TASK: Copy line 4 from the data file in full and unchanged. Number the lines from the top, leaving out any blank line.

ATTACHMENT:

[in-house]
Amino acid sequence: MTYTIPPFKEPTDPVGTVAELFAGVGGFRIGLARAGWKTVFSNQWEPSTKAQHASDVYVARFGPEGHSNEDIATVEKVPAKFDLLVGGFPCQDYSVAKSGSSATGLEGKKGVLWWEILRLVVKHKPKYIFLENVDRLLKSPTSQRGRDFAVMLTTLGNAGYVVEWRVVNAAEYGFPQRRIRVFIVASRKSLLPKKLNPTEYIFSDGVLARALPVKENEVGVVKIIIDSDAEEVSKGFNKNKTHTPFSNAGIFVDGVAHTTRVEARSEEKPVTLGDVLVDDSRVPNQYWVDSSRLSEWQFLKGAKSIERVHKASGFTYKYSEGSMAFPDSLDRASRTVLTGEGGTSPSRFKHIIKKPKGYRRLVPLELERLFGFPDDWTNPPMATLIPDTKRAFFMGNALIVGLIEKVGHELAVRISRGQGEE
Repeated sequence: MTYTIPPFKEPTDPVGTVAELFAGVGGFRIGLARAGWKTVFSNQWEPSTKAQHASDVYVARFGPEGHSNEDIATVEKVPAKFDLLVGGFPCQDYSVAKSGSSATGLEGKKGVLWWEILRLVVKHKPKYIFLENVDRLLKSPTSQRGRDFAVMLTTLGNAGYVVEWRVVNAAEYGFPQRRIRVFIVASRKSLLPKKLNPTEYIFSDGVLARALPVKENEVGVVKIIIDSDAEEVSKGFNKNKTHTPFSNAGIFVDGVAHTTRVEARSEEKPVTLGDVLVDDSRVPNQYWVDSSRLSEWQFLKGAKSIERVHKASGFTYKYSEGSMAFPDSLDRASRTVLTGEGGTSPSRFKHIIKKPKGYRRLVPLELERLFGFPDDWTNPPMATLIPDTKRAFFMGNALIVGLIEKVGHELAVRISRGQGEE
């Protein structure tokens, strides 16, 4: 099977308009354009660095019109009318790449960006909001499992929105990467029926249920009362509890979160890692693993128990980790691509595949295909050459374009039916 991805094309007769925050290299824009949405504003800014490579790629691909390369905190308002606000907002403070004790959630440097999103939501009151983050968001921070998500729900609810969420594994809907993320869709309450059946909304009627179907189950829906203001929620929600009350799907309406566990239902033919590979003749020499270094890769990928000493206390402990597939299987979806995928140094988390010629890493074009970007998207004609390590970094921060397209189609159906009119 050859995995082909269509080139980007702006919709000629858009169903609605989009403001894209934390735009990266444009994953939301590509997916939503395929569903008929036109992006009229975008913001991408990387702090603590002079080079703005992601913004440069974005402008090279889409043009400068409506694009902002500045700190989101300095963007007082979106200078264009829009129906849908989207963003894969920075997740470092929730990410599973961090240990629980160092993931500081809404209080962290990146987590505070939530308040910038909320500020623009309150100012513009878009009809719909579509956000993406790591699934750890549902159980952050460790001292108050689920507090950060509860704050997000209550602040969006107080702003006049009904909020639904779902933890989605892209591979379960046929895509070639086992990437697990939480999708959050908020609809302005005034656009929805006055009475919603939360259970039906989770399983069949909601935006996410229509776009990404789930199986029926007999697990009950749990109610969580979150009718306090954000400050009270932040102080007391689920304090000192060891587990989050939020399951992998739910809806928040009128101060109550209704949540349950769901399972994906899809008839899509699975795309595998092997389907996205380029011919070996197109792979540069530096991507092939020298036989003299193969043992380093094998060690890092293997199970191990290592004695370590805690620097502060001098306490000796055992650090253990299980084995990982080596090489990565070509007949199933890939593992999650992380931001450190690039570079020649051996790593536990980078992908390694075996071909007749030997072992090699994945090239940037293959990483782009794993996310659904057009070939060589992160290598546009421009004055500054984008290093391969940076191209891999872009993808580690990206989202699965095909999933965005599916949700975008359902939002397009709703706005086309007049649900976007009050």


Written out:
């Protein structure tokens, strides 16, 4: 099977308009354009660095019109009318790449960006909001499992929105990467029926249920009362509890979160890692693993128990980790691509595949295909050459374009039916 991805094309007769925050290299824009949405504003800014490579790629691909390369905190308002606000907002403070004790959630440097999103939501009151983050968001921070998500729900609810969420594994809907993320869709309450059946909304009627179907189950829906203001929620929600009350799907309406566990239902033919590979003749020499270094890769990928000493206390402990597939299987979806995928140094988390010629890493074009970007998207004609390590970094921060397209189609159906009119 050859995995082909269509080139980007702006919709000629858009169903609605989009403001894209934390735009990266444009994953939301590509997916939503395929569903008929036109992006009229975008913001991408990387702090603590002079080079703005992601913004440069974005402008090279889409043009400068409506694009902002500045700190989101300095963007007082979106200078264009829009129906849908989207963003894969920075997740470092929730990410599973961090240990629980160092993931500081809404209080962290990146987590505070939530308040910038909320500020623009309150100012513009878009009809719909579509956000993406790591699934750890549902159980952050460790001292108050689920507090950060509860704050997000209550602040969006107080702003006049009904909020639904779902933890989605892209591979379960046929895509070639086992990437697990939480999708959050908020609809302005005034656009929805006055009475919603939360259970039906989770399983069949909601935006996410229509776009990404789930199986029926007999697990009950749990109610969580979150009718306090954000400050009270932040102080007391689920304090000192060891587990989050939020399951992998739910809806928040009128101060109550209704949540349950769901399972994906899809008839899509699975795309595998092997389907996205380029011919070996197109792979540069530096991507092939020298036989003299193969043992380093094998060690890092293997199970191990290592004695370590805690620097502060001098306490000796055992650090253990299980084995990982080596090489990565070509007949199933890939593992999650992380931001450190690039570079020649051996790593536990980078992908390694075996071909007749030997072992090699994945090239940037293959990483782009794993996310659904057009070939060589992160290598546009421009004055500054984008290093391969940076191209891999872009993808580690990206989202699965095909999933965005599916949700975008359902939002397009709703706005086309007049649900976007009050």